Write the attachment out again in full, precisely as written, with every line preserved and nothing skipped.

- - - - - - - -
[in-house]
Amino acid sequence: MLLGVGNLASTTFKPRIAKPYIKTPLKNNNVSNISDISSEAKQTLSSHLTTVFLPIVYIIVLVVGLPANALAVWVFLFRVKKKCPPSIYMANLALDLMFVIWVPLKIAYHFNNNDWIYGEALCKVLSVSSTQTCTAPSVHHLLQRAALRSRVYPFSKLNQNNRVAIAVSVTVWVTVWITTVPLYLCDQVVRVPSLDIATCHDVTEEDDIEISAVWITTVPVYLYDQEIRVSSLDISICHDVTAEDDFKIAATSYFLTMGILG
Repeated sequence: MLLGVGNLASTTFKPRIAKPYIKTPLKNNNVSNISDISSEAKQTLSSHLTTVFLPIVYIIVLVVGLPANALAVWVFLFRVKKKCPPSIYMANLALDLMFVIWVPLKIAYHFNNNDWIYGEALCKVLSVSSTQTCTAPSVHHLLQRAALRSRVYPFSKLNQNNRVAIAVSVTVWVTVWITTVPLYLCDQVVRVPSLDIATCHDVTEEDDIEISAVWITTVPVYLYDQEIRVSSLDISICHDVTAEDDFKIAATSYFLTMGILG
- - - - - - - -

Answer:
[in-house]
Amino acid sequence: MLLGVGNLASTTFKPRIAKPYIKTPLKNNNVSNISDISSEAKQTLSSHLTTVFLPIVYIIVLVVGLPANALAVWVFLFRVKKKCPPSIYMANLALDLMFVIWVPLKIAYHFNNNDWIYGEALCKVLSVSSTQTCTAPSVHHLLQRAALRSRVYPFSKLNQNNRVAIAVSVTVWVTVWITTVPLYLCDQVVRVPSLDIATCHDVTEEDDIEISAVWITTVPVYLYDQEIRVSSLDISICHDVTAEDDFKIAATSYFLTMGILG
Repeated sequence: MLLGVGNLASTTFKPRIAKPYIKTPLKNNNVSNISDISSEAKQTLSSHLTTVFLPIVYIIVLVVGLPANALAVWVFLFRVKKKCPPSIYMANLALDLMFVIWVPLKIAYHFNNNDWIYGEALCKVLSVSSTQTCTAPSVHHLLQRAALRSRVYPFSKLNQNNRVAIAVSVTVWVTVWITTVPLYLCDQVVRVPSLDIATCHDVTEEDDIEISAVWITTVPVYLYDQEIRVSSLDISICHDVTAEDDFKIAATSYFLTMGILG